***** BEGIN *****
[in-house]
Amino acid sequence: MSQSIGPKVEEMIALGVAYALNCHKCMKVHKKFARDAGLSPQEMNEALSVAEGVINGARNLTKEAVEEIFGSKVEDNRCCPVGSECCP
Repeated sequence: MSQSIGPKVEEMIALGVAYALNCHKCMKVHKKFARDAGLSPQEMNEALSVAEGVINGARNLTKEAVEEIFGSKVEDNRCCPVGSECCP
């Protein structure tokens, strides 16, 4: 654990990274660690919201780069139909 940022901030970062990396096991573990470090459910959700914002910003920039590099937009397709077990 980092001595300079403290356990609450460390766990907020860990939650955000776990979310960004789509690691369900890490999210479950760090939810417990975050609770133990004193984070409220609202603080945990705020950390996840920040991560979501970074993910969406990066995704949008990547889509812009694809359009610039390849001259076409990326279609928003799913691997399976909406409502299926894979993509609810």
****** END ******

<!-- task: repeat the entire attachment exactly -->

[in-house]
Amino acid sequence: MSQSIGPKVEEMIALGVAYALNCHKCMKVHKKFARDAGLSPQEMNEALSVAEGVINGARNLTKEAVEEIFGSKVEDNRCCPVGSECCP
Repeated sequence: MSQSIGPKVEEMIALGVAYALNCHKCMKVHKKFARDAGLSPQEMNEALSVAEGVINGARNLTKEAVEEIFGSKVEDNRCCPVGSECCP
């Protein structure tokens, strides 16, 4: 654990990274660690919201780069139909 940022901030970062990396096991573990470090459910959700914002910003920039590099937009397709077990 980092001595300079403290356990609450460390766990907020860990939650955000776990979310960004789509690691369900890490999210479950760090939810417990975050609770133990004193984070409220609202603080945990705020950390996840920040991560979501970074993910969406990066995704949008990547889509812009694809359009610039390849001259076409990326279609928003799913691997399976909406409502299926894979993509609810």